But their friendship did not give Webb special dispensation from the typical veteran-rookie ribbing last season. A tradition for many teams in the league is making every rookie sing a song on stage during OTA’s. Last year, Webb chose T-Pain’s “Buy U A Drank (Shawty Snappin’)” and, while he says his signing isn’t any good, his performance, which included dancing across the stage, was imbued with irrational confidence. So impressed (or entertained) was Manning that he made Webb perform another song in training camp—this time, “Your Love” by The Outfield. From this sprang a new tradition: during the season, anytime the film would freeze up during a big team meeting or there was any other unplanned pause in the action, Manning would yell, “Hey Dragon, sing us a song.” Webb estimates it happened 15 times.
And yes, Manning calls Webb “Dragon.” And no, Webb will not explain the origin, saying only that “it’s a lifestyle” and I have to ask Manning for the genesis. The first time Manning called him Dragon, Webb laughed it off, thinking it wouldn’t stick. The next day Webb came back to the facility and McAdoo and the team’s then-general manager Jerry Reese were calling him Dragon. “That’s when I knew it was bad,” Webb says. When asked if it’s a reference to the Step Brothers line—“You have to call me Dragon. You have to call me Nighthawk”—he says it is not, but that he can see himself being Will Ferrell and Manning being John C. Reilly. Such is their relationship.
Webb has also been the recipient of some of Manning’s famous pranks. Most are mundane, like Manning stealing Webb’s pen and keeping it for himself, or getting Webb to look skyward and then sticking a handful of mud in his mouth. Then there’s the coup de grâce. During a walkthrough two days before the team’s Week 17 game last season, the two were out on the practice field, in the snow and five-degree cold, before the rest of the team had arrived. Manning offhandedly toldWebb that Manning thinks he is the taller quarterback. Webb, knowing for a fact that he is a quarter of an inch taller, responded as such. At Manning’s suggestion, the two lined up, back to back.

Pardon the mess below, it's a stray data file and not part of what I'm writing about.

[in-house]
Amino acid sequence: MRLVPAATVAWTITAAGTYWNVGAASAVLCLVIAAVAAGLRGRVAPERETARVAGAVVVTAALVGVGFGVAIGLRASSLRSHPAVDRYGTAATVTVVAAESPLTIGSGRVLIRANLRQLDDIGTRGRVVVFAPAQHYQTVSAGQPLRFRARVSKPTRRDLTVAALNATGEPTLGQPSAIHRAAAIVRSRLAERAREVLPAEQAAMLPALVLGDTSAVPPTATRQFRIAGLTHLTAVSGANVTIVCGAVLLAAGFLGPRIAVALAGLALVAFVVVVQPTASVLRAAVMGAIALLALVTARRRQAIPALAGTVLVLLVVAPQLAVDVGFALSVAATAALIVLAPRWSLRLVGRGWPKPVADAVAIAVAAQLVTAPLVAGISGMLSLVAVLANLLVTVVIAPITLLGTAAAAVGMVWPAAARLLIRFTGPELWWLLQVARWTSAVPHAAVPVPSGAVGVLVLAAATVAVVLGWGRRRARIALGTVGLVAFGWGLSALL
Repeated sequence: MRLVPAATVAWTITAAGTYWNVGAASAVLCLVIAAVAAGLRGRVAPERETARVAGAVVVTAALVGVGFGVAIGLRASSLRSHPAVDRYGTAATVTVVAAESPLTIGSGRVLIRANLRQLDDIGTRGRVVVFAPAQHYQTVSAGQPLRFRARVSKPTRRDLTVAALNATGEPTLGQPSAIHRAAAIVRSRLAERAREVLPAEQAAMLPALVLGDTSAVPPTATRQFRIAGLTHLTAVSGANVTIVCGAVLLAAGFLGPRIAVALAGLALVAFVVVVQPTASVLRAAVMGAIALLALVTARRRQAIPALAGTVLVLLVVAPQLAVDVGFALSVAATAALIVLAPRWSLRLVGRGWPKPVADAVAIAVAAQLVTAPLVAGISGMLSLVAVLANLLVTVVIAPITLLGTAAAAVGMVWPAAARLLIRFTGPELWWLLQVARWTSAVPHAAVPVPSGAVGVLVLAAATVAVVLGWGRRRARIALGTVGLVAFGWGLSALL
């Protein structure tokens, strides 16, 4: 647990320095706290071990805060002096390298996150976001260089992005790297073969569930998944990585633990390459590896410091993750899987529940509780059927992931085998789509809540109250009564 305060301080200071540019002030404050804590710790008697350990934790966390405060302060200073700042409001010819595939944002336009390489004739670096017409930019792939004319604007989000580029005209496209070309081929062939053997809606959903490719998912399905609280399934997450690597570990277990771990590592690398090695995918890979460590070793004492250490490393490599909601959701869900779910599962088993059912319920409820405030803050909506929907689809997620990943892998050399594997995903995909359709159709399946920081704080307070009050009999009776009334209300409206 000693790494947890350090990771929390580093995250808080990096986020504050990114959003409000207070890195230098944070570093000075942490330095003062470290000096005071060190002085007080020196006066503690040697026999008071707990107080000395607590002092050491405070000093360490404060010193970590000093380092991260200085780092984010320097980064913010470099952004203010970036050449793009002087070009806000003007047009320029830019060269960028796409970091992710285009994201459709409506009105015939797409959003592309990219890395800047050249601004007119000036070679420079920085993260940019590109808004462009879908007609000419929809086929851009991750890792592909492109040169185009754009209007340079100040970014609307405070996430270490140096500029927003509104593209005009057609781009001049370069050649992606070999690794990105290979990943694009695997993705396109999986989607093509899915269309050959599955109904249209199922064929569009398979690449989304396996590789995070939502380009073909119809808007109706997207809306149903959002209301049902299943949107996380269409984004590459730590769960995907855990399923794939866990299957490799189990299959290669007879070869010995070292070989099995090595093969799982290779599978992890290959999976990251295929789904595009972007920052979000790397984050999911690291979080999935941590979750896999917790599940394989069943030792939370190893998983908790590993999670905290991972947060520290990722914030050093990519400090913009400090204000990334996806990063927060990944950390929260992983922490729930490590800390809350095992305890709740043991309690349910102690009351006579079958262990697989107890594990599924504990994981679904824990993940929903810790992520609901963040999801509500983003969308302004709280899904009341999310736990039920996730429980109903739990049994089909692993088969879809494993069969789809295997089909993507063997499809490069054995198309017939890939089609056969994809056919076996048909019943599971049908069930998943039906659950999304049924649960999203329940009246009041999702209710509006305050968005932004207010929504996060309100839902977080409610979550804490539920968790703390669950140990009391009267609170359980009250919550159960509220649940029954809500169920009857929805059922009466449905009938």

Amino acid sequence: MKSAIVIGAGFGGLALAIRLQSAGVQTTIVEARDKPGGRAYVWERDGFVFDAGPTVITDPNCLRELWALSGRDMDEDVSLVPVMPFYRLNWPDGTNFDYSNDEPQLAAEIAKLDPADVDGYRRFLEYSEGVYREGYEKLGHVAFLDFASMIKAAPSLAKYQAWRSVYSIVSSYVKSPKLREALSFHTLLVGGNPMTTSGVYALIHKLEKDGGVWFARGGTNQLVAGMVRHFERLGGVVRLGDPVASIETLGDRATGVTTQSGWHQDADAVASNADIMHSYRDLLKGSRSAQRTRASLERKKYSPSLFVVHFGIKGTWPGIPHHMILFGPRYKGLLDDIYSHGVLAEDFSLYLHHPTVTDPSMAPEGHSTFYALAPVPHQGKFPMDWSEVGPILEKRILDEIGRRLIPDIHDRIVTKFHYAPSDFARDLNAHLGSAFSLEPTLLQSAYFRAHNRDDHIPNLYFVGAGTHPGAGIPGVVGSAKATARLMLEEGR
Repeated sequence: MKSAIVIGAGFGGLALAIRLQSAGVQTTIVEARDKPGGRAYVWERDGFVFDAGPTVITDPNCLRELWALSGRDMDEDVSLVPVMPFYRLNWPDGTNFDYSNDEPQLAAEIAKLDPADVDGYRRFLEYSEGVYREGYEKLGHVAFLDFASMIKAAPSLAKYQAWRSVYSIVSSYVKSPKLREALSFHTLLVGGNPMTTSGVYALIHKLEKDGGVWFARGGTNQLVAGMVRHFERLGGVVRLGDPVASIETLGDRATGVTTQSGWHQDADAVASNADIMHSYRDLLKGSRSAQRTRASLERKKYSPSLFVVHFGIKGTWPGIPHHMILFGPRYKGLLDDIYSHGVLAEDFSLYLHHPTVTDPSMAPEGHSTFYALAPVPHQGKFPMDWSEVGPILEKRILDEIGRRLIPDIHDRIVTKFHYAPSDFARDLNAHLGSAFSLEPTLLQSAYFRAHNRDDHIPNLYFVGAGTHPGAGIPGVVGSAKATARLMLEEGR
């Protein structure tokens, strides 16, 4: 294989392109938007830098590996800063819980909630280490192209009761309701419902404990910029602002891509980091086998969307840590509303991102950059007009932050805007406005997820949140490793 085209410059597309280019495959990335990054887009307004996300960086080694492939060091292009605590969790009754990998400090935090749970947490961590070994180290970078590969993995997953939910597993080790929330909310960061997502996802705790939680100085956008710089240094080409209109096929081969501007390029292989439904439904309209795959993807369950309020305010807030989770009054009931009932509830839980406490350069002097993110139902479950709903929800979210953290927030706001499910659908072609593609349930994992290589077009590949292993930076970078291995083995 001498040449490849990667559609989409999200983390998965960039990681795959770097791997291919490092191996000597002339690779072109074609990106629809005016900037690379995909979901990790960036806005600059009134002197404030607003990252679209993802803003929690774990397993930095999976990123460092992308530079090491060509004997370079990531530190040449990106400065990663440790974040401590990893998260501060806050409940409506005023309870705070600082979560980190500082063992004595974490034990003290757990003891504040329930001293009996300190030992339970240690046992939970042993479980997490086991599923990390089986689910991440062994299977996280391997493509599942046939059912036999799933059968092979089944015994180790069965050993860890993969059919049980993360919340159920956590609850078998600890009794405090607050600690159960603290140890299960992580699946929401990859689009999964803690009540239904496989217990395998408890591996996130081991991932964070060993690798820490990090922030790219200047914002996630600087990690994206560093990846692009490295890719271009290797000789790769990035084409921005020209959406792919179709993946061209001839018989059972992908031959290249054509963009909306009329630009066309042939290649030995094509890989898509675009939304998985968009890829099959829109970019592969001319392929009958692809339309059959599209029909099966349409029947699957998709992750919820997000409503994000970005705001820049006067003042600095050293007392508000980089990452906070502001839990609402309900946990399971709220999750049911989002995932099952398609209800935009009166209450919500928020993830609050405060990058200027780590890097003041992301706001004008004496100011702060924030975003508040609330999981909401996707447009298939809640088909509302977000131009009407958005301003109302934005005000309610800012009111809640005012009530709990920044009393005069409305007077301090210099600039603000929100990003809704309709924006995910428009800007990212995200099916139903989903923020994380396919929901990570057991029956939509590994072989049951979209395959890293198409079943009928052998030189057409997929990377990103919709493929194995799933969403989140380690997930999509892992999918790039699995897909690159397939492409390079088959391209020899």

“Boom,” Webb says. “He pantsed me from behind.”
It’s safe to say that the mentor-mentee relationship is strong, despite any natural awkwardness that could arise in their professional situation. The 37-year-old Manning is coming off arguably the worst season of his career; the Giants only won three games, and Manning was benched for the first time ever. The 23-year-old Webb, despite not seeing a single snap in a regular-season game all year, showed enough promise to one day be Manning’s successor that the New York regime decided against selecting a quarterback with the No. 2 pick in this year’s draft.
Webb was told on day one that he was going to redshirt the entire season and learn behind Manning, so not playing wasn’t unexpected for the rookie. But when Manning was benched mid-season, McAdoo noticed Webb that he was going to play in the team’s final three games; then McAdoo was fired and that plan was nixed. As a result he’s still an unknown in NFL circles.
Of course Webb wanted to play and of course it was frustrating, but he believes there was a tremendous benefit received from his year on the sidelines—Webb maintains that he is an “80 billion times” better quarterback now than he was last season. After playing at Texas Tech and Cal in college, Webb had only ever played in the Air Raid offense, which he admits does not prepare a quarterback adequately for the NFL. He says he took more snaps under center on his first day in Giants rookie minicamp last year than he did in his entire four-year college career. Another first for Webb last year? Being in a huddle.